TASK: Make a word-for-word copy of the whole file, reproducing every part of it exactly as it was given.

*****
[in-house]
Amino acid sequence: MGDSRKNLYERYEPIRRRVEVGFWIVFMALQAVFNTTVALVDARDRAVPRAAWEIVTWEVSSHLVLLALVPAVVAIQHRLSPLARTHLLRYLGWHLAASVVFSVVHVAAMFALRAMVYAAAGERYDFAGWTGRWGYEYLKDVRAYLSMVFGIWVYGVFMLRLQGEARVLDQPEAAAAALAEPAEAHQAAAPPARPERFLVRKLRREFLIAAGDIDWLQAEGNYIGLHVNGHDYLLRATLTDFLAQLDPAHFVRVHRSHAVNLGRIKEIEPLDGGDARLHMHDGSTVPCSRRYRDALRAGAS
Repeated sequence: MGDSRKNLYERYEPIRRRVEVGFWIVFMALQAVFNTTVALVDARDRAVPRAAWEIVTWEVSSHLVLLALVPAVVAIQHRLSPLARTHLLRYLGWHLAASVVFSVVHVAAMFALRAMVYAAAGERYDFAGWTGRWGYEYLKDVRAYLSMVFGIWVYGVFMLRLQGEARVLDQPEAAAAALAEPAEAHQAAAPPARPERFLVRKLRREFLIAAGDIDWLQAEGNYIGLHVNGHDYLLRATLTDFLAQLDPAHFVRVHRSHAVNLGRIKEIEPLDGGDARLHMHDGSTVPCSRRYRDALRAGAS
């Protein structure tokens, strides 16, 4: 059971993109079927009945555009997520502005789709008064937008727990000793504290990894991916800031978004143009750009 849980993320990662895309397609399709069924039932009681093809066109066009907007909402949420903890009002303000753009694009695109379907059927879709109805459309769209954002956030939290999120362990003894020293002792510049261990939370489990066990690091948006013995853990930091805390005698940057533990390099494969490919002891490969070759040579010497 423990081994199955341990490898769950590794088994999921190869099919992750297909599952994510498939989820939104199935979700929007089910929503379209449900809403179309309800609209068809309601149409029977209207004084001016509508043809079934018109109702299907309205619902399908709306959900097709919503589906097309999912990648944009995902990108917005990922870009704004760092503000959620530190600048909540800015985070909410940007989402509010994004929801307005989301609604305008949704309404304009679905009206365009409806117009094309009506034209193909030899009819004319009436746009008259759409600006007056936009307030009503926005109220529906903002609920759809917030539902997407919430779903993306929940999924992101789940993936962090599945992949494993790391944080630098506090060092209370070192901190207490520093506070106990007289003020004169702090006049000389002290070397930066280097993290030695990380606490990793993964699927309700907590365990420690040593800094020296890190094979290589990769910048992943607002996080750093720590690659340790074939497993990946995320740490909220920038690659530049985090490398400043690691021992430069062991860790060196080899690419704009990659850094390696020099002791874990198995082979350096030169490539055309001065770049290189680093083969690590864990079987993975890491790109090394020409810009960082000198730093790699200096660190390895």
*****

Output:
[in-house]
Amino acid sequence: MGDSRKNLYERYEPIRRRVEVGFWIVFMALQAVFNTTVALVDARDRAVPRAAWEIVTWEVSSHLVLLALVPAVVAIQHRLSPLARTHLLRYLGWHLAASVVFSVVHVAAMFALRAMVYAAAGERYDFAGWTGRWGYEYLKDVRAYLSMVFGIWVYGVFMLRLQGEARVLDQPEAAAAALAEPAEAHQAAAPPARPERFLVRKLRREFLIAAGDIDWLQAEGNYIGLHVNGHDYLLRATLTDFLAQLDPAHFVRVHRSHAVNLGRIKEIEPLDGGDARLHMHDGSTVPCSRRYRDALRAGAS
Repeated sequence: MGDSRKNLYERYEPIRRRVEVGFWIVFMALQAVFNTTVALVDARDRAVPRAAWEIVTWEVSSHLVLLALVPAVVAIQHRLSPLARTHLLRYLGWHLAASVVFSVVHVAAMFALRAMVYAAAGERYDFAGWTGRWGYEYLKDVRAYLSMVFGIWVYGVFMLRLQGEARVLDQPEAAAAALAEPAEAHQAAAPPARPERFLVRKLRREFLIAAGDIDWLQAEGNYIGLHVNGHDYLLRATLTDFLAQLDPAHFVRVHRSHAVNLGRIKEIEPLDGGDARLHMHDGSTVPCSRRYRDALRAGAS
């Protein structure tokens, strides 16, 4: 059971993109079927009945555009997520502005789709008064937008727990000793504290990894991916800031978004143009750009 849980993320990662895309397609399709069924039932009681093809066109066009907007909402949420903890009002303000753009694009695109379907059927879709109805459309769209954002956030939290999120362990003894020293002792510049261990939370489990066990690091948006013995853990930091805390005698940057533990390099494969490919002891490969070759040579010497 423990081994199955341990490898769950590794088994999921190869099919992750297909599952994510498939989820939104199935979700929007089910929503379209449900809403179309309800609209068809309601149409029977209207004084001016509508043809079934018109109702299907309205619902399908709306959900097709919503589906097309999912990648944009995902990108917005990922870009704004760092503000959620530190600048909540800015985070909410940007989402509010994004929801307005989301609604305008949704309404304009679905009206365009409806117009094309009506034209193909030899009819004319009436746009008259759409600006007056936009307030009503926005109220529906903002609920759809917030539902997407919430779903993306929940999924992101789940993936962090599945992949494993790391944080630098506090060092209370070192901190207490520093506070106990007289003020004169702090006049000389002290070397930066280097993290030695990380606490990793993964699927309700907590365990420690040593800094020296890190094979290589990769910048992943607002996080750093720590690659340790074939497993990946995320740490909220920038690659530049985090490398400043690691021992430069062991860790060196080899690419704009990659850094390696020099002791874990198995082979350096030169490539055309001065770049290189680093083969690590864990079987993975890491790109090394020409810009960082000198730093790699200096660190390895």